Music review: Curtis Stigers and Martin Taylor

Curtis Stigers teamed up with Martin Taylor
Curtis Stigers teamed up with Martin Taylor
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ANYONE who heard Curtis Stigers – the American singer-saxophonist with the Mount Rushmore features and the craggy, soulful voice – when he played a series of duo gigs at Le Monde in 2012-2013 will have had his second Edinburgh Jazz Festival appearance of this year circled in their programme since it was announced. Why? Because not only was he coming back for his first duo gig here since then, it was also to team him with British guitar star Martin Taylor.

Teviot Row, Edinburgh *****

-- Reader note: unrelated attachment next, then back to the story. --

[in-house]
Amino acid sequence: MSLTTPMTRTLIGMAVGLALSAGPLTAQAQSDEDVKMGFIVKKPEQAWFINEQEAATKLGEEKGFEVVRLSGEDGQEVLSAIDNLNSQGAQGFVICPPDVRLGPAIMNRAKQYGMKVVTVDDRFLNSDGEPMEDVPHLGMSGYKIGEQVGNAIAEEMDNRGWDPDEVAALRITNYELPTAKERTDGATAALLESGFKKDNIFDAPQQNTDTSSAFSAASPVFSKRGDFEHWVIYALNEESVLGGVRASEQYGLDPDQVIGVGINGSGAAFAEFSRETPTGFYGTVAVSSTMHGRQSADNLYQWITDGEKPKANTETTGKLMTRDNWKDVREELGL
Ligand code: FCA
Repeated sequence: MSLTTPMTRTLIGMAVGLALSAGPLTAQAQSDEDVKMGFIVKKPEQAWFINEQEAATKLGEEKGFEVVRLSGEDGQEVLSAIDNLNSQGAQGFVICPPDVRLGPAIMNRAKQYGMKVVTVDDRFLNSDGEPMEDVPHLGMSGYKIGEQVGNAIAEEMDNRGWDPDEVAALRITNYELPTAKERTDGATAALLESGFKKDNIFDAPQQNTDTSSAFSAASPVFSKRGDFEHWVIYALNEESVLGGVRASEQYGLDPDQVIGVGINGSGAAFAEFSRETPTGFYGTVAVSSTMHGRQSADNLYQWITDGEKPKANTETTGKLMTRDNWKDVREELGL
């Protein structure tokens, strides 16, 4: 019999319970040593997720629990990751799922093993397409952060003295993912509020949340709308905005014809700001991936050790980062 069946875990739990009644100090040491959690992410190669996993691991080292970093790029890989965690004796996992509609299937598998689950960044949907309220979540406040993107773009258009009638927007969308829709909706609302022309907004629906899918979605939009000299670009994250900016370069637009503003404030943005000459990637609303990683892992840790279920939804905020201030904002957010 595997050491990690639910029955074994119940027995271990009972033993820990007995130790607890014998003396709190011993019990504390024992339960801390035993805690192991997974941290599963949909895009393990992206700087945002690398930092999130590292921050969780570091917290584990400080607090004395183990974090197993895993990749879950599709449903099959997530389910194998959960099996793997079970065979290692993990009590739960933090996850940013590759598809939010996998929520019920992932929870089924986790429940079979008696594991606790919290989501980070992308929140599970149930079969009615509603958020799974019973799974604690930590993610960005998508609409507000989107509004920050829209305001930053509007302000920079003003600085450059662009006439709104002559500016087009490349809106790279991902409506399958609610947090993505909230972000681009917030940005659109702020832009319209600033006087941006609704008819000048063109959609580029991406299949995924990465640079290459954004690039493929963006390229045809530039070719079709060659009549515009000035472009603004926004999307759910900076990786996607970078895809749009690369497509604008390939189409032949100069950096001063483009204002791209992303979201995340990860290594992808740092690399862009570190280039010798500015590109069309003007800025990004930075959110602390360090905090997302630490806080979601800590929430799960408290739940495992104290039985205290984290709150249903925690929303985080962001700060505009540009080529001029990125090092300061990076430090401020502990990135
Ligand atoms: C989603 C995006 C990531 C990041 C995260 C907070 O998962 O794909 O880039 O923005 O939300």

This may have been the pair’s first full concert together, but – as they explained – they met years ago, and the idea of a duo gig has been gestating ever since, with a shared love for the legendary Tony Bennett-Bill Evans recordings providing inspiration both in terms of repertoire (their 2018 version of Days of Wine and Roses was a particular joy) and as a prime example of the art of the jazz duo.

Right from the off, it was clear that the full-house audience at Teviot Row – great acoustics, great sightlines, fiendishly uncomfortable heat – was in for a treat. A terrific storyteller, Stigers clearly relishes this sort of intimate setting, and the opportunity it affords him to get to the core of a song and lay bare its heart – especially when he has such a suitably sensitive musical partner.

It’s no surprise, then, that it was the ballads – notably their exquisite takes on All The Things You Are, I Fall In Love Too Easily and There’s Always Tomorrow – which best showcased the results of this successful summit meeting.

ALISON KERR